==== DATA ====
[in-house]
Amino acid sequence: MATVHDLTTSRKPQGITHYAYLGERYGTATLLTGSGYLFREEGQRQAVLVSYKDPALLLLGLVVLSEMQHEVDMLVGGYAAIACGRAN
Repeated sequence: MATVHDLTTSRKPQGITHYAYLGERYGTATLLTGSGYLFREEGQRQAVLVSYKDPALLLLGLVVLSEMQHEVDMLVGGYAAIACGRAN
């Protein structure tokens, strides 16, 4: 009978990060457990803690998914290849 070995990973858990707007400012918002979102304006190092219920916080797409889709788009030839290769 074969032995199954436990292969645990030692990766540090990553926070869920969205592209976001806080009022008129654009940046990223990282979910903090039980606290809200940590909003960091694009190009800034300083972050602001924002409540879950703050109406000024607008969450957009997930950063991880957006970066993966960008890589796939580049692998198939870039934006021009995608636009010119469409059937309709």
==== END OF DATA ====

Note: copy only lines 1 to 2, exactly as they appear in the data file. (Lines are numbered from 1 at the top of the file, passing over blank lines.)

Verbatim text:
[in-house]
Amino acid sequence: MATVHDLTTSRKPQGITHYAYLGERYGTATLLTGSGYLFREEGQRQAVLVSYKDPALLLLGLVVLSEMQHEVDMLVGGYAAIACGRAN